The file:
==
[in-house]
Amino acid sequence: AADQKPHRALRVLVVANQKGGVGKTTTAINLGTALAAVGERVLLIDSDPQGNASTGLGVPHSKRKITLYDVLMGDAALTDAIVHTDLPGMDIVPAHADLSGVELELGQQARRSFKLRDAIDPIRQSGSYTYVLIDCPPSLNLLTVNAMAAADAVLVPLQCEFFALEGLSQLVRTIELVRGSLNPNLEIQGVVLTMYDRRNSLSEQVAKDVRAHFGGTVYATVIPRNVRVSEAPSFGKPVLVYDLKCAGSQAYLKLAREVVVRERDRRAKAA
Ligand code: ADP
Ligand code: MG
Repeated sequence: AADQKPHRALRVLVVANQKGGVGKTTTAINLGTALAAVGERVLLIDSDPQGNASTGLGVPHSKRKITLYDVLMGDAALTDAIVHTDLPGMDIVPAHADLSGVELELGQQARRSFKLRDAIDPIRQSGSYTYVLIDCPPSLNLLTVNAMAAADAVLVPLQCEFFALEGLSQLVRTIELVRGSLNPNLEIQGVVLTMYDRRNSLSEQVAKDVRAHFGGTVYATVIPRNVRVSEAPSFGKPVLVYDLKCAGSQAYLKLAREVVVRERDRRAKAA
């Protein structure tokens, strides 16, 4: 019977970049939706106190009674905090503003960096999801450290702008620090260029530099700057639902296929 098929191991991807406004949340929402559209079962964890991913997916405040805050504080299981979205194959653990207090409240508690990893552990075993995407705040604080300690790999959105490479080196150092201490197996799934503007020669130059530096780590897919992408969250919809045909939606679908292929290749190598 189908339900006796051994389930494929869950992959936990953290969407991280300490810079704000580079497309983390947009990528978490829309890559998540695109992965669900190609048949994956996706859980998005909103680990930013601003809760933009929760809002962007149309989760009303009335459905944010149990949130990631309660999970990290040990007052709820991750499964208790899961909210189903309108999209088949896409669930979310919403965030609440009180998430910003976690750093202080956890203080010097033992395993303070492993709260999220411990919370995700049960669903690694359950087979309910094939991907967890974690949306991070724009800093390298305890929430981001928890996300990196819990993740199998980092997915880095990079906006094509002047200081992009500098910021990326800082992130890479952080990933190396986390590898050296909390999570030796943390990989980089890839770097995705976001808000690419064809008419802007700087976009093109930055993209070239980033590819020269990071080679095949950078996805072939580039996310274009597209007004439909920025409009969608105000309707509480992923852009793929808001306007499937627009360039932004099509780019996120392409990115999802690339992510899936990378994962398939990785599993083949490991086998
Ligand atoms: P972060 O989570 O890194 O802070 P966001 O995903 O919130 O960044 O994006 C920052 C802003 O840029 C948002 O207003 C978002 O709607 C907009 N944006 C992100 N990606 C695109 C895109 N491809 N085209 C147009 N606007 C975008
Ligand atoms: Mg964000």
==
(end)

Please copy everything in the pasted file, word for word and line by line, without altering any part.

[in-house]
Amino acid sequence: AADQKPHRALRVLVVANQKGGVGKTTTAINLGTALAAVGERVLLIDSDPQGNASTGLGVPHSKRKITLYDVLMGDAALTDAIVHTDLPGMDIVPAHADLSGVELELGQQARRSFKLRDAIDPIRQSGSYTYVLIDCPPSLNLLTVNAMAAADAVLVPLQCEFFALEGLSQLVRTIELVRGSLNPNLEIQGVVLTMYDRRNSLSEQVAKDVRAHFGGTVYATVIPRNVRVSEAPSFGKPVLVYDLKCAGSQAYLKLAREVVVRERDRRAKAA
Ligand code: ADP
Ligand code: MG
Repeated sequence: AADQKPHRALRVLVVANQKGGVGKTTTAINLGTALAAVGERVLLIDSDPQGNASTGLGVPHSKRKITLYDVLMGDAALTDAIVHTDLPGMDIVPAHADLSGVELELGQQARRSFKLRDAIDPIRQSGSYTYVLIDCPPSLNLLTVNAMAAADAVLVPLQCEFFALEGLSQLVRTIELVRGSLNPNLEIQGVVLTMYDRRNSLSEQVAKDVRAHFGGTVYATVIPRNVRVSEAPSFGKPVLVYDLKCAGSQAYLKLAREVVVRERDRRAKAA
């Protein structure tokens, strides 16, 4: 019977970049939706106190009674905090503003960096999801450290702008620090260029530099700057639902296929 098929191991991807406004949340929402559209079962964890991913997916405040805050504080299981979205194959653990207090409240508690990893552990075993995407705040604080300690790999959105490479080196150092201490197996799934503007020669130059530096780590897919992408969250919809045909939606679908292929290749190598 189908339900006796051994389930494929869950992959936990953290969407991280300490810079704000580079497309983390947009990528978490829309890559998540695109992965669900190609048949994956996706859980998005909103680990930013601003809760933009929760809002962007149309989760009303009335459905944010149990949130990631309660999970990290040990007052709820991750499964208790899961909210189903309108999209088949896409669930979310919403965030609440009180998430910003976690750093202080956890203080010097033992395993303070492993709260999220411990919370995700049960669903690694359950087979309910094939991907967890974690949306991070724009800093390298305890929430981001928890996300990196819990993740199998980092997915880095990079906006094509002047200081992009500098910021990326800082992130890479952080990933190396986390590898050296909390999570030796943390990989980089890839770097995705976001808000690419064809008419802007700087976009093109930055993209070239980033590819020269990071080679095949950078996805072939580039996310274009597209007004439909920025409009969608105000309707509480992923852009793929808001306007499937627009360039932004099509780019996120392409990115999802690339992510899936990378994962398939990785599993083949490991086998
Ligand atoms: P972060 O989570 O890194 O802070 P966001 O995903 O919130 O960044 O994006 C920052 C802003 O840029 C948002 O207003 C978002 O709607 C907009 N944006 C992100 N990606 C695109 C895109 N491809 N085209 C147009 N606007 C975008
Ligand atoms: Mg964000």